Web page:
Vertebral body fractures
What are vertebral body fractures?
Vertebral body fracture is a fracture of the vertebrae (bones of the spine) that eventually cause a collapse of the vertebral body. These fractures are most commonly located in the thoracic spine (the middle portion of the spine) and are extremely common. This condition can cause pain and complications in 25% of all postmenopausal women. The major risk factor for vertebral body fractures are increasing age. They occur when the upper body weight exceeds the ability of vertebrae to support the load.
What causes vertebral body fractures?
Healthy bones are able to withstand the normal amount of pressure exerted on them. However, if the force put on the vertebrae exceed the threshold they can tolerate, or the threshold is lowered due to pathology to the vertebrae, then they will fracture and collapse. This is most commonly seen in patients with vertebral compression fractures is preexisting osteoporosis.
Metastatic cancer that spreads to the vertebrae can also cause a compression fracture. The bony spine is a common place for certain cancers to spread to. The lytic lesions in the spine cause weakness and may eventually cause collapse of the vertebrae. Any cancer patient who has a sudden onset of back pain or lower extremity neurological change should be immediately evaluated for metastatic disease.
Another cause of vertebral compression fractures is trauma to the vertebrae such as blunt trauma, a fall, or motor vehicle accident. Any force that surpasses the ability the spine is able to support can cause collapse of the vertebrae.
Your physician will perform a physical exam and may find tenderness over the vertebrae as well as kyphosis (curving of the spine). Other manifestations of nerve involvement include constipation, loss of lower extremity reflexes, and loss of sensory function. The physician may also order radiological imaging. The X-ray may be diagnostic enough because commonly seen is the classic wedge-shaped vertebral body with narrowing of the anterior portion in most compression fractures. However, depending on the clinical suspicion and history obtained, the physician may want to order additional studies such as MRI, CT scan, or a bone scan.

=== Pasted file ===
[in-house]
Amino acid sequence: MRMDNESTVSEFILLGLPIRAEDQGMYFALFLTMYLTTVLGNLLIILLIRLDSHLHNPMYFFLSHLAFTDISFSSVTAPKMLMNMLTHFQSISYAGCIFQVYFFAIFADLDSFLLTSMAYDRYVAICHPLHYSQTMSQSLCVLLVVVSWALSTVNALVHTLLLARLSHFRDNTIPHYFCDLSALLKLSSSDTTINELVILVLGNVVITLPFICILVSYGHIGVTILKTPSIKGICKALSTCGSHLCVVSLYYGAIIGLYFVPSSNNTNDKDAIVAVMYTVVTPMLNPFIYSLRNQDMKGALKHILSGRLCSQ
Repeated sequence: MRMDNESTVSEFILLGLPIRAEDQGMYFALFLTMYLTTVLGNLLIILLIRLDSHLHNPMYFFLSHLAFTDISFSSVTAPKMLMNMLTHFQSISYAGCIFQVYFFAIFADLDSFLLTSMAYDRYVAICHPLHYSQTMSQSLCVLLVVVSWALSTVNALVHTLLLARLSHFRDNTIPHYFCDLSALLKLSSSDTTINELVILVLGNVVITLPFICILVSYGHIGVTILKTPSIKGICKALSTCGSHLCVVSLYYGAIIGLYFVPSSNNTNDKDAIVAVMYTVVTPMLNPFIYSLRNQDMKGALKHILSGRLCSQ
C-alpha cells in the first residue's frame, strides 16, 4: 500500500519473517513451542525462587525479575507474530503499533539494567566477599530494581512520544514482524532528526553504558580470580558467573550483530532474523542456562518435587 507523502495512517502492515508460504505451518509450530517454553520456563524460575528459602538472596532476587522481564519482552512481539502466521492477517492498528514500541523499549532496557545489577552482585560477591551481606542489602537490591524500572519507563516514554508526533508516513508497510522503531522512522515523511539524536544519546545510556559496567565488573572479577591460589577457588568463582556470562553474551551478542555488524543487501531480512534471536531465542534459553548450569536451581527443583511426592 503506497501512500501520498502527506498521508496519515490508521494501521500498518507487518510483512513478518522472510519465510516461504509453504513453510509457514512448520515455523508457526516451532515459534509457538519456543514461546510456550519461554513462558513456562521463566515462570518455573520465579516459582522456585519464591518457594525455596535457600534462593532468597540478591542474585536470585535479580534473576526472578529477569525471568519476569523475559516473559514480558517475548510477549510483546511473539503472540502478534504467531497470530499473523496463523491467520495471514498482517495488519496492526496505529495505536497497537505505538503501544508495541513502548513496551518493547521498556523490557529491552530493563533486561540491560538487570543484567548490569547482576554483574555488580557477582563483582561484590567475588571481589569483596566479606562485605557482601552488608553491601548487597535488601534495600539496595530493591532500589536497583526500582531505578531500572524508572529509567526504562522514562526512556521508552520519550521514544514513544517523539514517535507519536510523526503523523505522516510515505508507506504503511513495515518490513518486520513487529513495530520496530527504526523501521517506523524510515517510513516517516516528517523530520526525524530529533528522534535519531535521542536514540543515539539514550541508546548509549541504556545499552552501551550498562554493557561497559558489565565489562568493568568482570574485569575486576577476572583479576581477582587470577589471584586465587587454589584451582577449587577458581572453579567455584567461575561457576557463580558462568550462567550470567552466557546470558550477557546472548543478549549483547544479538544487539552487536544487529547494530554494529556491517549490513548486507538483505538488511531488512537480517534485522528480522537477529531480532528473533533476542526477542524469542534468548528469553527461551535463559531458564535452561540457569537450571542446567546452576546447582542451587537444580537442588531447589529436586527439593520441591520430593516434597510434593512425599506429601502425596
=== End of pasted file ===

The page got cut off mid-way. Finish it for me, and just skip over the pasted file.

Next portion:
The symptoms of vertebral fractures typically include one or a combination of the following:
- Sudden onset of back pain
- Pain while standing or walking
- Pain relief when lying on one's back
- Limited spinal mobility
- Height loss
- Deformity and disability
Vertebroplasty and kyphoplasty
Patients who do not respond to the more conservative management described above may be good candidates for minimally-invasive procedures by your pain physician that have been proven effective, including vertebroplasty and kyphoplasty.
This procedure involves injecting acrylic cement into the fractured vertebra to stabilize and strengthen the vertebrae.
This is a newer method that involves placing an inflatable balloon into the vertebral body. When the balloon is inflated, it makes a space in the center of the vertebrae where an acrylic is injected.
Pharmacologic treatments such as NSAIDs and analgesics are used in the acute management of pain. Although these may help relieve discomfort, they do not correct the underlying problem causing the pain.